People in pursuit of healthy weight management know to stick close to the veggie tray at parties and buffets. After all, vegetables are good healthy food full of beneficial vitamins, nutrients and fiber. But some vegetables, particularly cruciferous vegetables like the ubiquitous broccoli and cauliflower, can cause severe gastric upset when eaten raw by patients of gastric weight loss surgery. In fact, there are many examples of weight loss surgery patients who have experienced gastric distress so severe after eating raw broccoli or cauliflower that a trip to the emergency room was needed.
The reason weight loss surgery patients of all procedures (gastric bypass, gastric sleeve, adjustable gastric banding or lap-band) are prone to discomfort after eating raw cruciferous vegetables is a matter of balance. The vegetables are rich in enzymes which are believed to aid digestion. However, due to the shortened gastric tract and loss of stomach acid the vegetables cannot be fully digested in their short trip through the intestinal tract. The problem is compounded by the presence of cellulose, the dietary fiber in the vegetables that requires intestinal bacteria to process. Even without gastric weight loss surgery many humans lack enough intestinal bacteria to break down the cellulose enough to avoid symptoms of gas, bloating, and cramping.
After weight loss surgery many patients are intently focused on becoming healthy and in control of their weight through proper diet and nutrition and increased daily activity. These are admirable pursuits which often lead to the conundrum over eating good healthy vegetables at the risk of severe gastric distress. Frustrated patients wonder, If it is so good for me why does it make me feel so bad? Good question. There are a few measures that may be taken to reduce the discomfort that follows eating raw vegetables so we can have our nutrients and enjoy them too. Take a look:
- Experiment cautiously. If you do not know how you will respond to raw vegetables go easy at first and avoid discomfort or embarrassment that may come from eating too much of a good thing. In addition, remember that from day to day foods will sit differently. Always practice restraint while you get a feel for how food is setting with you that day.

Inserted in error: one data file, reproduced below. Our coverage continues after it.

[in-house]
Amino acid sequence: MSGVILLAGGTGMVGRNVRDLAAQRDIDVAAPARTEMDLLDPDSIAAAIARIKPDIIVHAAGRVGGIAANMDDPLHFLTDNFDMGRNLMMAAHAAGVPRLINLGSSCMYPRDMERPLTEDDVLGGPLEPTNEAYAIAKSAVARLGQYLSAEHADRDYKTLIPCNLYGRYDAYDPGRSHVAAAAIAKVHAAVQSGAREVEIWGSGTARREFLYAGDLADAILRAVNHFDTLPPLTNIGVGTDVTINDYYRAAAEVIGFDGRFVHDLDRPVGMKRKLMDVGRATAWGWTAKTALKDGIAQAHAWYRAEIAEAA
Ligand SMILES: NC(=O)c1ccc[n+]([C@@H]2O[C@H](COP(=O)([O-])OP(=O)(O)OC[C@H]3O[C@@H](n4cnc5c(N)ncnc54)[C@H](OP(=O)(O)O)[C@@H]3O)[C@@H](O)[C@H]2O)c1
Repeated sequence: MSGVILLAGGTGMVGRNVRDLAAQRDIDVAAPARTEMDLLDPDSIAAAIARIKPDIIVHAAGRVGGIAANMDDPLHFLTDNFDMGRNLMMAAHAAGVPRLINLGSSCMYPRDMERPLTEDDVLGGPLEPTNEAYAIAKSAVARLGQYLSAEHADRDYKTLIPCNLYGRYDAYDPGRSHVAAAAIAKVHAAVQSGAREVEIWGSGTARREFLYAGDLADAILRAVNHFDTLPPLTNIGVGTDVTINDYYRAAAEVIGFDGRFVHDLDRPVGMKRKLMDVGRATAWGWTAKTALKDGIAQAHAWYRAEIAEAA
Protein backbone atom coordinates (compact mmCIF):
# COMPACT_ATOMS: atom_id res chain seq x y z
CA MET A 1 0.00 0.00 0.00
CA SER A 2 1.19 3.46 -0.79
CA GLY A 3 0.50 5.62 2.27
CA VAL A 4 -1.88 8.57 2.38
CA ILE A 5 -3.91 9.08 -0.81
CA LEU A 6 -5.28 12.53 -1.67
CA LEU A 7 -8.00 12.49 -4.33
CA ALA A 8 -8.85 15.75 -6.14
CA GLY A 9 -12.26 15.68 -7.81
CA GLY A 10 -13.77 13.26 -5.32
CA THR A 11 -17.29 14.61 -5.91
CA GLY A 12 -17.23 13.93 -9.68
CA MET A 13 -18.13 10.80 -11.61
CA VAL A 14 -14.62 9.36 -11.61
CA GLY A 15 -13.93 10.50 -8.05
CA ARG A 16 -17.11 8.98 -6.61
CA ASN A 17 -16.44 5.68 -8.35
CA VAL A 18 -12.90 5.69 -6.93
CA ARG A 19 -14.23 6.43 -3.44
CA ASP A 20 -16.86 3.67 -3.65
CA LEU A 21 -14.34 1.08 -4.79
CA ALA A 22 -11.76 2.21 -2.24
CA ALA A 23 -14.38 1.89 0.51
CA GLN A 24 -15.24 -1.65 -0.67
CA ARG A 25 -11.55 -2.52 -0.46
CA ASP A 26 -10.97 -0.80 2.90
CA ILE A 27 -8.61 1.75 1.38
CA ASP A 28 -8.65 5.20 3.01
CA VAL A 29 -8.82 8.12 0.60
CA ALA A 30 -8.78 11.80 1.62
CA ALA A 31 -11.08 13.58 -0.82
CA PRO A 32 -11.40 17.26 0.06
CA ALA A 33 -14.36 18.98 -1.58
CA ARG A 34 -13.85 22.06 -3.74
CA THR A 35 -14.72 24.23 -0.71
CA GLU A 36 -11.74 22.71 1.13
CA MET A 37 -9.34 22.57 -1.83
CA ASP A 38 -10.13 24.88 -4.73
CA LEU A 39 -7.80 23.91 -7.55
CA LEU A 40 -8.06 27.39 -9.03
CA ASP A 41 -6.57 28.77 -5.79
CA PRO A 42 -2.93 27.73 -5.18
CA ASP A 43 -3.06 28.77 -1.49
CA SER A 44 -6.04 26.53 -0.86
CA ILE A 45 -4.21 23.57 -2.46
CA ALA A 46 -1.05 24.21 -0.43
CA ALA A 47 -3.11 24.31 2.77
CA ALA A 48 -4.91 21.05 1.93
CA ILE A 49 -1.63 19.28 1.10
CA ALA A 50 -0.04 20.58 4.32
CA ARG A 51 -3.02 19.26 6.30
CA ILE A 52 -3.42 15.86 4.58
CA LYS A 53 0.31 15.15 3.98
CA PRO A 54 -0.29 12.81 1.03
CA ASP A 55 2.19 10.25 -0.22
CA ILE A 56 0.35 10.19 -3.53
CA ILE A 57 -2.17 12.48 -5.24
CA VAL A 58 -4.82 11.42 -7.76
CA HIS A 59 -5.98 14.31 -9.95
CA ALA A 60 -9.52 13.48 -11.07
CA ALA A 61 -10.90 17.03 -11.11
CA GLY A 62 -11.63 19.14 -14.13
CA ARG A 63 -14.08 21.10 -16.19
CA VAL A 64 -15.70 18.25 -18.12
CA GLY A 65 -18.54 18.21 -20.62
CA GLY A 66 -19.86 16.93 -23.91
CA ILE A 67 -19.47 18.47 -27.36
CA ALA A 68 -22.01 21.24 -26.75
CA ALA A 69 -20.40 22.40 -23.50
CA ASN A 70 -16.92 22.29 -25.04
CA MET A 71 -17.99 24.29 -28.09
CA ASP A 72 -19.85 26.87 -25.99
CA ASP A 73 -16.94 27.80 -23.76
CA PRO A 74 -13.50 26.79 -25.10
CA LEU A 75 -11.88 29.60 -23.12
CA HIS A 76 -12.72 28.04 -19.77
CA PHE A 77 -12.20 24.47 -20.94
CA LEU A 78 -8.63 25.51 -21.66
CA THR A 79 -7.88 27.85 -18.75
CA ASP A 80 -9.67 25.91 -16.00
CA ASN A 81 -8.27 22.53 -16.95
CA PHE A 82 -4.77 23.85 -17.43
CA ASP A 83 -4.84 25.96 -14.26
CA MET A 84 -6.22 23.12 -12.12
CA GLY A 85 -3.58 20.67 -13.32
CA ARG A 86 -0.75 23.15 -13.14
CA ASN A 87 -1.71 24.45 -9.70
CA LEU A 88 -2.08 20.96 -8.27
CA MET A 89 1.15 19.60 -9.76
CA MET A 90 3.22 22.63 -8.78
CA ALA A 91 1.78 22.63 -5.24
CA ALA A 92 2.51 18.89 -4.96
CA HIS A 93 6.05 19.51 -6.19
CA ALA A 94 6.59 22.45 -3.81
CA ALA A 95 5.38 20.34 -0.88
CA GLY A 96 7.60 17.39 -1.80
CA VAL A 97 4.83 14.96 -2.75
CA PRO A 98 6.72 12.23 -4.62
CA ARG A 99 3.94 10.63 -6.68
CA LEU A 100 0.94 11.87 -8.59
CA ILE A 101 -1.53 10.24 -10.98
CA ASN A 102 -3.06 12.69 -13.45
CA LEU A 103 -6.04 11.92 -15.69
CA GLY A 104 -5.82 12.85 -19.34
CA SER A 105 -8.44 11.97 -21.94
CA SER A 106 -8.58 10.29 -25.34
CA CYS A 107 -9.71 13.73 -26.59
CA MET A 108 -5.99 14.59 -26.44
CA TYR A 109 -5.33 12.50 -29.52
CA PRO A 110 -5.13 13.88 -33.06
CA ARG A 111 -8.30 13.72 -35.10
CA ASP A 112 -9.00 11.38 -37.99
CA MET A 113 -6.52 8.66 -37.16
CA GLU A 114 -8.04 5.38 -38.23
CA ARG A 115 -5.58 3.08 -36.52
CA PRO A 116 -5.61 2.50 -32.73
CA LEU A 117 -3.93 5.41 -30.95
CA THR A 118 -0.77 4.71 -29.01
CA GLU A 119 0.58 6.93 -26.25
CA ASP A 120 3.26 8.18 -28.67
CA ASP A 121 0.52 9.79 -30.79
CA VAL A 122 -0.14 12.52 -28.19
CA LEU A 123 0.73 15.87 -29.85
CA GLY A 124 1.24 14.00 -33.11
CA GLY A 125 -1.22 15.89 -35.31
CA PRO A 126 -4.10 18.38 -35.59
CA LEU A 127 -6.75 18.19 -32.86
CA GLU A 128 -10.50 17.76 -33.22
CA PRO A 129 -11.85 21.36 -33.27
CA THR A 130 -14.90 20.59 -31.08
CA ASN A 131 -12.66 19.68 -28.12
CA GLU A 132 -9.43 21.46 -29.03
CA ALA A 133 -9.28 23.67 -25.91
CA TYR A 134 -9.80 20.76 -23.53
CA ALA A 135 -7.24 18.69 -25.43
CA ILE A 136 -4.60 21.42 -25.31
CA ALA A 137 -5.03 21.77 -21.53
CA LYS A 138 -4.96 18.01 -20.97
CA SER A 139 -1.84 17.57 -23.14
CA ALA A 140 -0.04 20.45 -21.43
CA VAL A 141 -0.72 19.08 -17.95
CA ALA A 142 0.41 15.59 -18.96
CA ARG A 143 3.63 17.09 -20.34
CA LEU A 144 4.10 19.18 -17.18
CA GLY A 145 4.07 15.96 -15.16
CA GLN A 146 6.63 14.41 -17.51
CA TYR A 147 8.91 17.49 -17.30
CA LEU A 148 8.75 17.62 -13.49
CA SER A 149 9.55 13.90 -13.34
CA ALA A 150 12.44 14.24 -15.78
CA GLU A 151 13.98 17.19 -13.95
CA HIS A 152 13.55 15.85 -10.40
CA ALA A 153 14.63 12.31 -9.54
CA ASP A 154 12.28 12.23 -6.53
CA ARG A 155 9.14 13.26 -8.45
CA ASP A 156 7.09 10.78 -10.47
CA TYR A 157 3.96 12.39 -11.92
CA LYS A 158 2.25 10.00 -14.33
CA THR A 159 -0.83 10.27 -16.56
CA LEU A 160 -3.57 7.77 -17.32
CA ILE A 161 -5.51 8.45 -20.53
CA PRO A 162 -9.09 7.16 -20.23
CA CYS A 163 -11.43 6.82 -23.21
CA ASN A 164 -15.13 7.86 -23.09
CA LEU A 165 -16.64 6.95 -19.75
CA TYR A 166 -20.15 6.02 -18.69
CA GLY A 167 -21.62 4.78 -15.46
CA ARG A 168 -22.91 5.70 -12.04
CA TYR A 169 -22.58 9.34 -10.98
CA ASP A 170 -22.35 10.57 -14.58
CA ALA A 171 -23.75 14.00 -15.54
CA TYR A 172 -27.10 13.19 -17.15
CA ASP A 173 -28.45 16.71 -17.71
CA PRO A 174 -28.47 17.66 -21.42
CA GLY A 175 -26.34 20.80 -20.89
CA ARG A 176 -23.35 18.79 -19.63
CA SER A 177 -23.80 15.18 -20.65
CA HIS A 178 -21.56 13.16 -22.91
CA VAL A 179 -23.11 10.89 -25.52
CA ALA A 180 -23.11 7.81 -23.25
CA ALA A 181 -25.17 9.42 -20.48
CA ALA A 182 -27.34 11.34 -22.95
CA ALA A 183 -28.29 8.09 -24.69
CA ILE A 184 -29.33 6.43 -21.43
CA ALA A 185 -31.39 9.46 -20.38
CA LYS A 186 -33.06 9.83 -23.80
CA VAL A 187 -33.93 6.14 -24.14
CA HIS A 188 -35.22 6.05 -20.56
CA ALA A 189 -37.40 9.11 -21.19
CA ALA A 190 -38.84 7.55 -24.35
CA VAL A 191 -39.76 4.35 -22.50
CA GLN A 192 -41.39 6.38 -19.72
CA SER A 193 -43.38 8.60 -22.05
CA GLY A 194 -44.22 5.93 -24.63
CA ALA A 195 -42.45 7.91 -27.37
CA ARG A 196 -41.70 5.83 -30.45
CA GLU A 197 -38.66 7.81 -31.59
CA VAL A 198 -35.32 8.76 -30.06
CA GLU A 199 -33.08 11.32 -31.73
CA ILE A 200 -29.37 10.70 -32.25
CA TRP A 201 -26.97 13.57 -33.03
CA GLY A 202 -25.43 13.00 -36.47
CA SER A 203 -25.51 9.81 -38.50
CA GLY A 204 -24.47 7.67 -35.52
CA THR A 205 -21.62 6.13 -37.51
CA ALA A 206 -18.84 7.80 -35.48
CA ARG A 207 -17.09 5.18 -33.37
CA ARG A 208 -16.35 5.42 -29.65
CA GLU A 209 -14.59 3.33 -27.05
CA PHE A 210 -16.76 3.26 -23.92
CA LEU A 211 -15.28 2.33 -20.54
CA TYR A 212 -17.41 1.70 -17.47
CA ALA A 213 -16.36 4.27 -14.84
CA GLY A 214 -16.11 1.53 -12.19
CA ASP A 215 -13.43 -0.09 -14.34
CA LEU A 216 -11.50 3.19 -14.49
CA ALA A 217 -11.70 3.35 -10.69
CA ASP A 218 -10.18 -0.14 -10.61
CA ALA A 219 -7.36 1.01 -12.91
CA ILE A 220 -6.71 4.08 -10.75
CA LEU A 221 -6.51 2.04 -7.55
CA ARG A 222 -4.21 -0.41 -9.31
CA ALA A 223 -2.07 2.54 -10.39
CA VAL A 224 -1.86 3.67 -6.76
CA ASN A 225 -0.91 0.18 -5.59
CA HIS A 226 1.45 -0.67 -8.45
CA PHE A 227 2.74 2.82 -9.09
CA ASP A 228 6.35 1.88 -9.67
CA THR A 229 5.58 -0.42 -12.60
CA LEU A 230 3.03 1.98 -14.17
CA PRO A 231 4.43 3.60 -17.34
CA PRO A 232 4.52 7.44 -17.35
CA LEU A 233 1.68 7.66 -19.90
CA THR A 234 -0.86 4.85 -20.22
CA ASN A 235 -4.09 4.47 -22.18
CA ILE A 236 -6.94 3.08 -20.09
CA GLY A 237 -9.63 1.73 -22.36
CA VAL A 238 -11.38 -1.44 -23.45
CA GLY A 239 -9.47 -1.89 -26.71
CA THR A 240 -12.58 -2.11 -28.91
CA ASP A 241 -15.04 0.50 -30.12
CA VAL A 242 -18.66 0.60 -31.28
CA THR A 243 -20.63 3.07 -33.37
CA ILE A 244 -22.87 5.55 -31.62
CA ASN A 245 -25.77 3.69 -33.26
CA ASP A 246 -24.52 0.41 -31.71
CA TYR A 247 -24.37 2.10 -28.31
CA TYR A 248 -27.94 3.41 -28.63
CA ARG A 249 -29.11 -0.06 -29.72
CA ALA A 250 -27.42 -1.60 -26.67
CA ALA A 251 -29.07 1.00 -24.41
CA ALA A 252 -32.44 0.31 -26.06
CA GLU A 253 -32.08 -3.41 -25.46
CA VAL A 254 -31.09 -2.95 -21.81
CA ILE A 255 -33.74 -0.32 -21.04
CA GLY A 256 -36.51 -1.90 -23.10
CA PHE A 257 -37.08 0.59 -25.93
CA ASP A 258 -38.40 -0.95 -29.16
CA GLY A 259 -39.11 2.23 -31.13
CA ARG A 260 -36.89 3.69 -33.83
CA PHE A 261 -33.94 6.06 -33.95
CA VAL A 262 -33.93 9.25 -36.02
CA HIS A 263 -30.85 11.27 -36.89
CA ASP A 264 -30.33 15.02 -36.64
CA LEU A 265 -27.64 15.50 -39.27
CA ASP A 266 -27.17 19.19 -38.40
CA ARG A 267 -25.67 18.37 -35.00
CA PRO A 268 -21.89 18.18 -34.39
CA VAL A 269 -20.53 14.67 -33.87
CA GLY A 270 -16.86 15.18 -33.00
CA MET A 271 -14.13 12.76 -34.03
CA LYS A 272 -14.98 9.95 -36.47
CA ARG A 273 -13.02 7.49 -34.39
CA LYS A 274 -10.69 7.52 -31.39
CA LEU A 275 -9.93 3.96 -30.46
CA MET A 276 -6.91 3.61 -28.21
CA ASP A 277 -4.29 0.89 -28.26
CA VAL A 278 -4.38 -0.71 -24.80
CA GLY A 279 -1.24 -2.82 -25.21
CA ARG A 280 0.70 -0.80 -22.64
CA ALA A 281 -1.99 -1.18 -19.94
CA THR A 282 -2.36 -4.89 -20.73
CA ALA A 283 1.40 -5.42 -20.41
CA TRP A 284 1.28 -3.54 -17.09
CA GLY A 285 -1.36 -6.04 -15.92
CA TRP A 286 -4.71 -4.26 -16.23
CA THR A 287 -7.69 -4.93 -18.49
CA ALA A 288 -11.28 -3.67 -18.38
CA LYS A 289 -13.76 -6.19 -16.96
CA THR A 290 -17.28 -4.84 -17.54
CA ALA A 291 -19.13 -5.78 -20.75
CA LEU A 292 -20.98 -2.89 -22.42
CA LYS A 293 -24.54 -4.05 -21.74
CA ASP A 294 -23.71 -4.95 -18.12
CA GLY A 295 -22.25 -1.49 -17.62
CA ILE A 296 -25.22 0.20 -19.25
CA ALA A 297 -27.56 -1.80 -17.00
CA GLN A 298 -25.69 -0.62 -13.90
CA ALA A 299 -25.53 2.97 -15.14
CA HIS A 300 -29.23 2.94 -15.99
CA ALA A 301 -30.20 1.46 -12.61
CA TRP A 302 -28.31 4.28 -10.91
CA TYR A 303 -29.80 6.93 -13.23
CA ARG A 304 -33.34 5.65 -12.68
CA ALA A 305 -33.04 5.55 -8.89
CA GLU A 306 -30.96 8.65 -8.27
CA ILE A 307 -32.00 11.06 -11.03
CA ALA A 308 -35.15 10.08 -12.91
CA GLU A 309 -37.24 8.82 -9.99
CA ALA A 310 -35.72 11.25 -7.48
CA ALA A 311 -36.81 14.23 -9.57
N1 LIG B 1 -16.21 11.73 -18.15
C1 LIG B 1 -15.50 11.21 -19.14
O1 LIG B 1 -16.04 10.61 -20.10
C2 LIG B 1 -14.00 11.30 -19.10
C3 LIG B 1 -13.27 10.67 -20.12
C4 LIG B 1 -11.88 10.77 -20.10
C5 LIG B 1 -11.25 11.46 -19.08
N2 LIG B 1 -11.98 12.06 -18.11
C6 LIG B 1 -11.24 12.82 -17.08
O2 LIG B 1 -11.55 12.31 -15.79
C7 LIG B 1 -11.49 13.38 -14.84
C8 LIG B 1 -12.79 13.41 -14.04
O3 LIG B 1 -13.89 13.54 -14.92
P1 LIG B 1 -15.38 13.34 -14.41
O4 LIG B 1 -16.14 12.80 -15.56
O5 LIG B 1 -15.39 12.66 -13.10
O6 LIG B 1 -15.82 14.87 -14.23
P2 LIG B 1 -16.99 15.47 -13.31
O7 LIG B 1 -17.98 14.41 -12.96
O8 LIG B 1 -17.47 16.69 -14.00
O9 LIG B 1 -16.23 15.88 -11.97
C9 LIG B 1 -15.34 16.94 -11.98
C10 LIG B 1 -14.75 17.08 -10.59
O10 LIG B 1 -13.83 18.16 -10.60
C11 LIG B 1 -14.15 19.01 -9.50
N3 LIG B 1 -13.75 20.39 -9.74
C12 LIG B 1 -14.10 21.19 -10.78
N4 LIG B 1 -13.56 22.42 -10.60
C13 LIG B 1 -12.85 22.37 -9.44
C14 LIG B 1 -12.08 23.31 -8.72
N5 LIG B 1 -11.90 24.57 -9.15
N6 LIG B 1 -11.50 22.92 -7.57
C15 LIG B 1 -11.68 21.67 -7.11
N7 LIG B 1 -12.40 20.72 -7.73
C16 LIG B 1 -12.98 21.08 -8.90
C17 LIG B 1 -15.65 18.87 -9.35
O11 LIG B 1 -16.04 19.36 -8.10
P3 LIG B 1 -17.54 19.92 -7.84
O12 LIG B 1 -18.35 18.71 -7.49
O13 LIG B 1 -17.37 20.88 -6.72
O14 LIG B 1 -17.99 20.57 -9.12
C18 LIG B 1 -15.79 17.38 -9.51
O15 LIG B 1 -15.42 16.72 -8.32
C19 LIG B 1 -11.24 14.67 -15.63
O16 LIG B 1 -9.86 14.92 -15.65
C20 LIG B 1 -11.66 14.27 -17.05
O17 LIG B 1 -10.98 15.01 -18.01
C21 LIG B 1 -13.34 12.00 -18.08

- Lightly steam or parboil vegetables to begin breaking-down the cellular structure thus helping the intestinal acid get busy more quickly with digestion. Remember, if you cannot digest the vegetable you will not be able to absorb the vitamins and nutrients in the vegetable. To serve the steamed or parboiled vegetables chilled simply prepare them in advance, drain of water and pat dry. Plate, cover and chill. Then serve cold with a lightly seasoned veggie dip made from yogurt which contains healthy bacteria that will aid in digestion. Avoid dairy-based dips, such as those made with sour cream, as this may increase the chance of stomach discomfort.
- Take a digestive enzyme as directed prior to or shortly after eating raw vegetables. There are many digestive enzyme supplements available at reasonable cost. Many weight loss surgery patients report that papaya enzyme is effective in reducing digestive discomfort. According to one maker of papaya enzyme the dietary supplement contains “papain, a proteolytic enzyme and a popular ingredient in dietary supplements used for digestion. Taken after meals, it is a perfect natural supplement that may assist in digestion and may help reduce the effects of poor digestion, including heartburn and gas.” As with all dietary supplements keep in mind the FDA does not evaluate these claims or approve supplements for their claimed use. Consumers should consult with a health care professional before using any dietary supplement.
- Chew, chew, chew. Remember that digestion begins in the mouth and it is critical to chew completely all raw vegetables in order to give your gastric system the best conditions under which to digest food and benefit from the vitamins and nutrients it contains.
Source of If Broccoli Is So Good for Me, Why Does It Make Me Sick After Weight Loss Surgery? by Kaye Bailey – author of If Broccoli Is So Good for Me, Why Does It Make Me Sick After Weight Loss Surgery? article